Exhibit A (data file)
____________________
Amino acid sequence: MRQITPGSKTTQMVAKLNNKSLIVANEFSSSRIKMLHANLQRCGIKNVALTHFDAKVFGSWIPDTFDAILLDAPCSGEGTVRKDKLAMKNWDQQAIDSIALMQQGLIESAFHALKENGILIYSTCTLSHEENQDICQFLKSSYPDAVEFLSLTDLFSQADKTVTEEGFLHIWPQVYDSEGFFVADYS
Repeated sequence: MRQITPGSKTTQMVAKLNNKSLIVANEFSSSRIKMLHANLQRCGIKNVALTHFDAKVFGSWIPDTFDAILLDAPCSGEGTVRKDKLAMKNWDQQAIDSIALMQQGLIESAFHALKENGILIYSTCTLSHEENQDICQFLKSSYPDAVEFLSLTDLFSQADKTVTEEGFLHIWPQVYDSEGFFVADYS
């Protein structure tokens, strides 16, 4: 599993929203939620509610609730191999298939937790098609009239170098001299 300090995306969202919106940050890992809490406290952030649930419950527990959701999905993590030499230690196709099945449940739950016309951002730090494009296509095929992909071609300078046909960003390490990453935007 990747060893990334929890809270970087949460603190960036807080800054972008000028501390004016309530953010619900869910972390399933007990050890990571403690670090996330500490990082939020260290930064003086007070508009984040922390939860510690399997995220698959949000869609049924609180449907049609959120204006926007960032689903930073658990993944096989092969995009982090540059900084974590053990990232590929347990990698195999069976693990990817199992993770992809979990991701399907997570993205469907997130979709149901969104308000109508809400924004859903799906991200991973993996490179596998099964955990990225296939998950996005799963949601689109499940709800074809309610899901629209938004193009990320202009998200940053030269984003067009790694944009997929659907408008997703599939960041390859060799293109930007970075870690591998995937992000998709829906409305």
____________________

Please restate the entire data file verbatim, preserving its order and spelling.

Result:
Amino acid sequence: MRQITPGSKTTQMVAKLNNKSLIVANEFSSSRIKMLHANLQRCGIKNVALTHFDAKVFGSWIPDTFDAILLDAPCSGEGTVRKDKLAMKNWDQQAIDSIALMQQGLIESAFHALKENGILIYSTCTLSHEENQDICQFLKSSYPDAVEFLSLTDLFSQADKTVTEEGFLHIWPQVYDSEGFFVADYS
Repeated sequence: MRQITPGSKTTQMVAKLNNKSLIVANEFSSSRIKMLHANLQRCGIKNVALTHFDAKVFGSWIPDTFDAILLDAPCSGEGTVRKDKLAMKNWDQQAIDSIALMQQGLIESAFHALKENGILIYSTCTLSHEENQDICQFLKSSYPDAVEFLSLTDLFSQADKTVTEEGFLHIWPQVYDSEGFFVADYS
């Protein structure tokens, strides 16, 4: 599993929203939620509610609730191999298939937790098609009239170098001299 300090995306969202919106940050890992809490406290952030649930419950527990959701999905993590030499230690196709099945449940739950016309951002730090494009296509095929992909071609300078046909960003390490990453935007 990747060893990334929890809270970087949460603190960036807080800054972008000028501390004016309530953010619900869910972390399933007990050890990571403690670090996330500490990082939020260290930064003086007070508009984040922390939860510690399997995220698959949000869609049924609180449907049609959120204006926007960032689903930073658990993944096989092969995009982090540059900084974590053990990232590929347990990698195999069976693990990817199992993770992809979990991701399907997570993205469907997130979709149901969104308000109508809400924004859903799906991200991973993996490179596998099964955990990225296939998950996005799963949601689109499940709800074809309610899901629209938004193009990320202009998200940053030269984003067009790694944009997929659907408008997703599939960041390859060799293109930007970075870690591998995937992000998709829906409305």